- Don’t apologize for calling and "taking" the customer’s time – it’s your job. Instead of saying "I know you’re busy, but…", try "Could I have three minutes of your time…?"
- Have control over the call, be assertive, but never interrupt the customer and listen actively.
- Keep the conversation going and ask additional questions. Try to avoid brief answers, such as yes, no, maybe… If the customer is interested whether they can leave the house when the washing machine is on, instead of replying "yes", say that they can and tell them about the scheduled start feature which they can use when they need to leave the house.
- Be flexible. Don’t stick to the call script rigorously – adapt the conversation according to circumstances. During a call on non-stick pans, did the customer express interest in your set of knives? Use this opportunity to sell it to them. Does the customer seem bored? Maybe they are tired of listening or they have lost interest. Find out about their preferences and offer them an alternative.
#5 Be reliable
Would you buy an iron from a stranger on the street? Me neither. Show empathy and professionalism when you talk to your clients. If the customer feels that you’re reliable, they will have the same opinion about the product you’re selling.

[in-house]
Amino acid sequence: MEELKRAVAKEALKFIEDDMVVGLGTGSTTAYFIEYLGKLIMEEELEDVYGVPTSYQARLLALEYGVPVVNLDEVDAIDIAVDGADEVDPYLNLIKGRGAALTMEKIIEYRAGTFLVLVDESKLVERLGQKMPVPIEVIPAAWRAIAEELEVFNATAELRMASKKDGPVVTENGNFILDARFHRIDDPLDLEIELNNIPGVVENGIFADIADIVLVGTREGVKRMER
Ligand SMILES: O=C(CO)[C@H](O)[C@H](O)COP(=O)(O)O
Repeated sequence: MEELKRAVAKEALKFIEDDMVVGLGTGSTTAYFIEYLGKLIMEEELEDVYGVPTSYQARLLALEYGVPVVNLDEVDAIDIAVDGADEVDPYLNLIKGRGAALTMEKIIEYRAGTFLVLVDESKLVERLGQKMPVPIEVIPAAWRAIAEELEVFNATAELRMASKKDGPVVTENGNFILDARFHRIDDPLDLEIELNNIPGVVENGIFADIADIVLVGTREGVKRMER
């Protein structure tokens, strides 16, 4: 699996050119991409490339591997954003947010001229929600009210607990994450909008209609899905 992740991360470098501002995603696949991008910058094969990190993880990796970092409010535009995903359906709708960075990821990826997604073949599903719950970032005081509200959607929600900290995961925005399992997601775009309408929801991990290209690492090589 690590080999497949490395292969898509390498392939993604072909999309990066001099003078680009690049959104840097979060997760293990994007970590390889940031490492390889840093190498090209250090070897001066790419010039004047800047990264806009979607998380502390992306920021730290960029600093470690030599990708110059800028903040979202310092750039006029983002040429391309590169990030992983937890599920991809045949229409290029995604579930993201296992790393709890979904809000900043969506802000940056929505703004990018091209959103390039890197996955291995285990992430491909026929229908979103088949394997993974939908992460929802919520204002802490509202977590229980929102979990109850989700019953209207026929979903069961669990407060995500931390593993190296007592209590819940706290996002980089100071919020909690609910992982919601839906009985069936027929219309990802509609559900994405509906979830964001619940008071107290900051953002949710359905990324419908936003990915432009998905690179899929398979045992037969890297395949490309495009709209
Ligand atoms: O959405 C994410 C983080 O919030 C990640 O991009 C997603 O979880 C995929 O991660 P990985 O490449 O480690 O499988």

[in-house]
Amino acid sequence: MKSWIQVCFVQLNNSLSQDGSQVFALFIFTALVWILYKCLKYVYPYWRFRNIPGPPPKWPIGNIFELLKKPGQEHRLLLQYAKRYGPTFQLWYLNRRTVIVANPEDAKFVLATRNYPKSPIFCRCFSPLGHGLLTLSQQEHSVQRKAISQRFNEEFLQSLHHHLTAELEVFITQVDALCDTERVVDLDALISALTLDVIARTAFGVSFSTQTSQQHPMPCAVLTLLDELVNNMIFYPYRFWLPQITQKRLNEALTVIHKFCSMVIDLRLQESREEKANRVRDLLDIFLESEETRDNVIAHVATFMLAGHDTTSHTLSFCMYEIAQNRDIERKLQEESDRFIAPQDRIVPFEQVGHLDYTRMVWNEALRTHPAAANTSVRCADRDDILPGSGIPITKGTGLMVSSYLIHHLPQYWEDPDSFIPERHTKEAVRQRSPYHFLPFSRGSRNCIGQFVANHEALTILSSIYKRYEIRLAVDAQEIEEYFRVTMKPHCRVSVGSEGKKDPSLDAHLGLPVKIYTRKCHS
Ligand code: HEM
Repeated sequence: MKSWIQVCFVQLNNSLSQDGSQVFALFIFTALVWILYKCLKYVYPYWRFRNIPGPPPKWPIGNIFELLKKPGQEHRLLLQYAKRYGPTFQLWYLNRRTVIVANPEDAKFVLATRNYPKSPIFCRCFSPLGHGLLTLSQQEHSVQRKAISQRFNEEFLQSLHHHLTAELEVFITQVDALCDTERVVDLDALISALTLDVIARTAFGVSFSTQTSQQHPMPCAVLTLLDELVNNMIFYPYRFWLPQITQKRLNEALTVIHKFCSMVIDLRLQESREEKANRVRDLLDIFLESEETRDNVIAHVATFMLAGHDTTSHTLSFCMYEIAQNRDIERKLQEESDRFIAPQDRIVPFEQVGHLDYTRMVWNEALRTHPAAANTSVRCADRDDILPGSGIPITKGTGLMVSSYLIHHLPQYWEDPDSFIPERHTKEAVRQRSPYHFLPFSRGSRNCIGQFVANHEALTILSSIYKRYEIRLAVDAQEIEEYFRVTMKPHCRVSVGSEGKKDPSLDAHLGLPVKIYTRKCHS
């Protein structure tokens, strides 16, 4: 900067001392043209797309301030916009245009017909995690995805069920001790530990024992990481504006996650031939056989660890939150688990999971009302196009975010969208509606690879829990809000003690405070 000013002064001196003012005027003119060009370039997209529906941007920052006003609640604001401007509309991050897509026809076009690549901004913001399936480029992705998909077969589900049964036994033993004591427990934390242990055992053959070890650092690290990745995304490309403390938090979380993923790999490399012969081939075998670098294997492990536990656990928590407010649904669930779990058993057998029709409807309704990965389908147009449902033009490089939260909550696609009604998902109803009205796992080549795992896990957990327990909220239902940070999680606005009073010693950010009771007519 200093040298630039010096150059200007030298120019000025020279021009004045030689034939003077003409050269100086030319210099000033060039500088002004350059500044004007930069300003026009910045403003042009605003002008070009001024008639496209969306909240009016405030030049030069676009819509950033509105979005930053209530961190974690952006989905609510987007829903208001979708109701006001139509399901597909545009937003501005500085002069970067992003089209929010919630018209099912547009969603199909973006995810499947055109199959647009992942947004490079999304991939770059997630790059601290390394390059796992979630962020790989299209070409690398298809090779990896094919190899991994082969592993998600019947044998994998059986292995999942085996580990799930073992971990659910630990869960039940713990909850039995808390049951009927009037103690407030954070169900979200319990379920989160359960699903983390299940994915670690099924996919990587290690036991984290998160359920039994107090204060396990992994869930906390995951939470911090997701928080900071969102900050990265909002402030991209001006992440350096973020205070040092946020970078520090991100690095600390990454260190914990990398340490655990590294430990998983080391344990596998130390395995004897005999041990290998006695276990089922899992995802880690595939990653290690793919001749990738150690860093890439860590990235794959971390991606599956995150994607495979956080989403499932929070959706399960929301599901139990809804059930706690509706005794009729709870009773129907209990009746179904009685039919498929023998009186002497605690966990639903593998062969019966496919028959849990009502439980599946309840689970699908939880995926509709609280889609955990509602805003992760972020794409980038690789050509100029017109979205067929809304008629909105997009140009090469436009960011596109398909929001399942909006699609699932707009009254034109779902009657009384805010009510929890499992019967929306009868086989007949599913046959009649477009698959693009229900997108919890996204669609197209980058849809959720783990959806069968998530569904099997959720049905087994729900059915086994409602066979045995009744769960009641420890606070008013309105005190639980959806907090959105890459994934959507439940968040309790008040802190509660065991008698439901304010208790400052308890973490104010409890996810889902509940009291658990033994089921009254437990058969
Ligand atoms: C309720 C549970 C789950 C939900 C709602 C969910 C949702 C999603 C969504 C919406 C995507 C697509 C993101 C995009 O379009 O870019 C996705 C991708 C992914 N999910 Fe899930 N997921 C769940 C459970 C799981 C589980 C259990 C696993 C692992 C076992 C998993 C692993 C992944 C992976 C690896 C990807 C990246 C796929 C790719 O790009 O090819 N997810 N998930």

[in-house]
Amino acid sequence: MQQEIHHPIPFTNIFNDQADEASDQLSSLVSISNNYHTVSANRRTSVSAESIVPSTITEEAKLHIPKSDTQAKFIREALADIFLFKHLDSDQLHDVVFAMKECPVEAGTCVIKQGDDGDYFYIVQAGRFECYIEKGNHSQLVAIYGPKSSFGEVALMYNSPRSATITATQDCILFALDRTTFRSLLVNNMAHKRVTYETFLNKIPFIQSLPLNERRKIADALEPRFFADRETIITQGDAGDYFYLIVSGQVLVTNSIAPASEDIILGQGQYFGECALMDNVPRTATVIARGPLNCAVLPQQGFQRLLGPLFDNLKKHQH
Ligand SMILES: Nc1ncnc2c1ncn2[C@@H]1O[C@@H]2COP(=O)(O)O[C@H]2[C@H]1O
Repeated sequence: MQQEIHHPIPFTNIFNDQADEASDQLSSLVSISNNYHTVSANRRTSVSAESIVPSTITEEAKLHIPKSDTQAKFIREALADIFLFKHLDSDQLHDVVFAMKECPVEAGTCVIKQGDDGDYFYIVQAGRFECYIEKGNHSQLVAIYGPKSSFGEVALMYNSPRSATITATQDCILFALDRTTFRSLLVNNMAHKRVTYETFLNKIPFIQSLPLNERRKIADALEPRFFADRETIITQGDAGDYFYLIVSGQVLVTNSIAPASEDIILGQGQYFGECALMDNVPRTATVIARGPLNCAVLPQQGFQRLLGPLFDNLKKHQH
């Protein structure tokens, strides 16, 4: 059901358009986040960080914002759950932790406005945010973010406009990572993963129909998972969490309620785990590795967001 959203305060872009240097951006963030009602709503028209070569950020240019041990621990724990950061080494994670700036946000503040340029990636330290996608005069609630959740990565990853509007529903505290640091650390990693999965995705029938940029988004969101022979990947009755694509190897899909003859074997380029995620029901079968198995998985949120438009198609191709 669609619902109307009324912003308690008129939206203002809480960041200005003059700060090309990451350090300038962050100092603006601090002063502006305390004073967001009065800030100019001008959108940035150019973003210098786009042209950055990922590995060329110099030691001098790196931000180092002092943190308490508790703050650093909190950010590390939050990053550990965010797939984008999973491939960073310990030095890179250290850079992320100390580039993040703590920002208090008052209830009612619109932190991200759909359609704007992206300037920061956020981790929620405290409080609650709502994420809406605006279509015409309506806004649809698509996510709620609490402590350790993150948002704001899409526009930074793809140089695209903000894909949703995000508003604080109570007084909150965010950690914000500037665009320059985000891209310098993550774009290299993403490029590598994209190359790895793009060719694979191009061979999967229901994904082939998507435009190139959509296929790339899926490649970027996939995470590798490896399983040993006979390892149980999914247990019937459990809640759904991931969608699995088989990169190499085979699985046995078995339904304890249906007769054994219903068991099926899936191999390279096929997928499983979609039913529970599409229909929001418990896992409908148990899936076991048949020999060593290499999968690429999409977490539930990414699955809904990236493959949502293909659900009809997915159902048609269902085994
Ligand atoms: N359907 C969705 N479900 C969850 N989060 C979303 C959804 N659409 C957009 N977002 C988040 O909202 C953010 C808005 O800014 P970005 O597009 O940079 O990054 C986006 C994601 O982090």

#6 Know your clients
Adjust customer interactions based on the client’s specific needs. If you have access to the history of customer communications and orders, you can offer the caller products that might be really interesting for them. Learn how to assign customer types to each client and adjust your communication style and selling technique accordingly to make your calls more efficient.
#7 Find out why the deal wasn’t closed
Everything went according to the plan, but you still didn’t manage to close the deal? Find out why. Listen to the call recording, seek advice from more experienced colleagues or your boss and identify warning signals. In the future, this might help you prevent similar situations from happening.